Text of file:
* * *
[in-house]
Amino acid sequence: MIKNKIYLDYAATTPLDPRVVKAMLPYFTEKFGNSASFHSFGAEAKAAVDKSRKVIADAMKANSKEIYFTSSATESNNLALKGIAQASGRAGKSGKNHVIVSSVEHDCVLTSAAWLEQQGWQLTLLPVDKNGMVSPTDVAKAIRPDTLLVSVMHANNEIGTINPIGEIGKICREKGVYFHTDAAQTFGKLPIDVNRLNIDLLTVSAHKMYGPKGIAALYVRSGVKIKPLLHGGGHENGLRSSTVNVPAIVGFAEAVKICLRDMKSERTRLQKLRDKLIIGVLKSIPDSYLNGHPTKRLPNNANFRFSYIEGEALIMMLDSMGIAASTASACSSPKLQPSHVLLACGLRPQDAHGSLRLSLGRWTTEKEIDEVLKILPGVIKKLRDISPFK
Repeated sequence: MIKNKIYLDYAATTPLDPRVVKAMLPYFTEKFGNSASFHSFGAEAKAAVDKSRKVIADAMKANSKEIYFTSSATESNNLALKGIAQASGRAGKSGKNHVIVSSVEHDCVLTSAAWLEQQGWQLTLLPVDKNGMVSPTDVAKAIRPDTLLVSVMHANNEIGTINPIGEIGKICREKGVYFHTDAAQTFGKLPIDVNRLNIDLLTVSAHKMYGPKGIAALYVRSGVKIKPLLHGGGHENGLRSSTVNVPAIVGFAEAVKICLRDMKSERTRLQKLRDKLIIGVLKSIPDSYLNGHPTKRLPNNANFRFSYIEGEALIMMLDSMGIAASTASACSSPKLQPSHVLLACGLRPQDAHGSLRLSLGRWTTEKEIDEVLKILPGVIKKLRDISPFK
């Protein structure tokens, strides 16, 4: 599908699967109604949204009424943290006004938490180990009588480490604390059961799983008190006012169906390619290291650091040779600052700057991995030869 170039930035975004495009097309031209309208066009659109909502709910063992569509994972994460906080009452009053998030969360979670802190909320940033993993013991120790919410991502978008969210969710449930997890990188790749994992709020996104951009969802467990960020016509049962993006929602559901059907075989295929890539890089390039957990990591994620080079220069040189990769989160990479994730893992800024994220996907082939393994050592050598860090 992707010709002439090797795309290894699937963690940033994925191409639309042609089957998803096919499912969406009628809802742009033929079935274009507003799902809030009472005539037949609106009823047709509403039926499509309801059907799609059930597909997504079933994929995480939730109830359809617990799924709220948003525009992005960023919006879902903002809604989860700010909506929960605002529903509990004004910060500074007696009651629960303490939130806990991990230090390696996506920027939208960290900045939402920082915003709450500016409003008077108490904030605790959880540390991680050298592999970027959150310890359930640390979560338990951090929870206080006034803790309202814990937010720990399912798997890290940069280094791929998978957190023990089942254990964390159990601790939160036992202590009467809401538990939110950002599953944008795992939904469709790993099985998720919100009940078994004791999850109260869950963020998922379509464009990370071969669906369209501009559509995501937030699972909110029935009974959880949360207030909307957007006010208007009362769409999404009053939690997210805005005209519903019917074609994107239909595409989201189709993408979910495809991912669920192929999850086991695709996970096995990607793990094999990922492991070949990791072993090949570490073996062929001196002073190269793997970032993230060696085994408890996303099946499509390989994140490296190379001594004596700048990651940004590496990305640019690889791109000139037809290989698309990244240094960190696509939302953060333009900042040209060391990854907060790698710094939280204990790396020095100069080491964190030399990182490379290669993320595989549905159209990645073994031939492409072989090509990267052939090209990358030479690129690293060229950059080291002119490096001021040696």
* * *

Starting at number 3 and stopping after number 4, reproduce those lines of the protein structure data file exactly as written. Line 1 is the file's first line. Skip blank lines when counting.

Repeated sequence: MIKNKIYLDYAATTPLDPRVVKAMLPYFTEKFGNSASFHSFGAEAKAAVDKSRKVIADAMKANSKEIYFTSSATESNNLALKGIAQASGRAGKSGKNHVIVSSVEHDCVLTSAAWLEQQGWQLTLLPVDKNGMVSPTDVAKAIRPDTLLVSVMHANNEIGTINPIGEIGKICREKGVYFHTDAAQTFGKLPIDVNRLNIDLLTVSAHKMYGPKGIAALYVRSGVKIKPLLHGGGHENGLRSSTVNVPAIVGFAEAVKICLRDMKSERTRLQKLRDKLIIGVLKSIPDSYLNGHPTKRLPNNANFRFSYIEGEALIMMLDSMGIAASTASACSSPKLQPSHVLLACGLRPQDAHGSLRLSLGRWTTEKEIDEVLKILPGVIKKLRDISPFK
């Protein structure tokens, strides 16, 4: 599908699967109604949204009424943290006004938490180990009588480490604390059961799983008190006012169906390619290291650091040779600052700057991995030869 170039930035975004495009097309031209309208066009659109909502709910063992569509994972994460906080009452009053998030969360979670802190909320940033993993013991120790919410991502978008969210969710449930997890990188790749994992709020996104951009969802467990960020016509049962993006929602559901059907075989295929890539890089390039957990990591994620080079220069040189990769989160990479994730893992800024994220996907082939393994050592050598860090 992707010709002439090797795309290894699937963690940033994925191409639309042609089957998803096919499912969406009628809802742009033929079935274009507003799902809030009472005539037949609106009823047709509403039926499509309801059907799609059930597909997504079933994929995480939730109830359809617990799924709220948003525009992005960023919006879902903002809604989860700010909506929960605002529903509990004004910060500074007696009651629960303490939130806990991990230090390696996506920027939208960290900045939402920082915003709450500016409003008077108490904030605790959880540390991680050298592999970027959150310890359930640390979560338990951090929870206080006034803790309202814990937010720990399912798997890290940069280094791929998978957190023990089942254990964390159990601790939160036992202590009467809401538990939110950002599953944008795992939904469709790993099985998720919100009940078994004791999850109260869950963020998922379509464009990370071969669906369209501009559509995501937030699972909110029935009974959880949360207030909307957007006010208007009362769409999404009053939690997210805005005209519903019917074609994107239909595409989201189709993408979910495809991912669920192929999850086991695709996970096995990607793990094999990922492991070949990791072993090949570490073996062929001196002073190269793997970032993230060696085994408890996303099946499509390989994140490296190379001594004596700048990651940004590496990305640019690889791109000139037809290989698309990244240094960190696509939302953060333009900042040209060391990854907060790698710094939280204990790396020095100069080491964190030399990182490379290669993320595989549905159209990645073994031939492409072989090509990267052939090209990358030479690129690293060229950059080291002119490096001021040696």